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The Leonids are famous because their meteor showers, or storms, can be among the most spectacular. The outbursts of meteor activity are best seen when their parent object, comet 55P/Tempel-Tuttle, is near perihelion (closest approach to the sun).

Leonids are bits of debris from Comet Tempel-Tuttle. Every 33 years the comet visits the inner solar system and leaves a stream of dusty debris in its wake. Many of these streams have drifted across the November portion of Earth's orbit. Whenever we hit one, meteors come flying out of the constellation Leo.

The Leonids are famous for storming, most recently in 1999-2002 when deep crossings of Tempel-Tuttle's debris streams produced outbursts of more than 1000 meteors per hour. The Leonids this year won't be like that, but it only takes one bright Leonid streaking past Mars to make the night worthwhile.

Leonid Meteor Shower

Leonid Meteor Shower

How to Watch the Leonid Meteor Shower

Meteor showers are really easy to view, and you don't need any special equipment. It helps to get out of cities away from artificial lights and light pollution. Take warm clothes, hot drinks and blanket or a comfortable chair with you. Viewing meteors, just like all astronomy, is a waiting game and you need to be comfortable, especially during the winter months. Finally, you need to let your eyes adapt to the dark - avoid looking at your mobile phone or any other light as they will hinder night vision.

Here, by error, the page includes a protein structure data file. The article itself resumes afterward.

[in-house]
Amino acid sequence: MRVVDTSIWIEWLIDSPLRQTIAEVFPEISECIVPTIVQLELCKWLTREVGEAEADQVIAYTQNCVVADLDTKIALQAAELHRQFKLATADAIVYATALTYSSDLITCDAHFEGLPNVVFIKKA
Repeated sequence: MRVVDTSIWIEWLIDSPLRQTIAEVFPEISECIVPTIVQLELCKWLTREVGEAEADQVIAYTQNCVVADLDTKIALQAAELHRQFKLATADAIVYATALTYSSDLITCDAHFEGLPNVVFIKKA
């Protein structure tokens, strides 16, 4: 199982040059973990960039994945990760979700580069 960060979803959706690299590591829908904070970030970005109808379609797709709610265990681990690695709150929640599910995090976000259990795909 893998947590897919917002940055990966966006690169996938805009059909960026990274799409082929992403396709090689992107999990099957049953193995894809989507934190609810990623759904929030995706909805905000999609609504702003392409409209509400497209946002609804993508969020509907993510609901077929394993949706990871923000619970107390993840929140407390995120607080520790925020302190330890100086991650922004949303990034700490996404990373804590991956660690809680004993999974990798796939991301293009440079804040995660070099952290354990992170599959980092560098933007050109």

Meteors will always travel away from the constellation for which the shower is named. This apparent point of origin is called the radiant. For example, if you look directly at Gemini you will see geminid meteors radiate out from the constellation. Lying down and observing overhead can be the best way to observe meteor showers.

The only thing you will need is a clear and comfortable dark spot. You won't have to use binoculars or a telescope to enjoy the night's sky.

The showers will appear in the sky like shooting stars so be sure to make a wish as they pass you by.

Photographing Meteor Showers

For photographing meteor showers, a digital camera mounted on a tripod is essential to steady the images. Meteors will move swiftly across the sky so a quick trigger finger also helps, but even random clicks during the height of 'prime-time' can also produce great results. Be sure to have the camera focused on infinity and, if your camera permits, leave the shutter open for several minutes for the most spectacular photographic effects.

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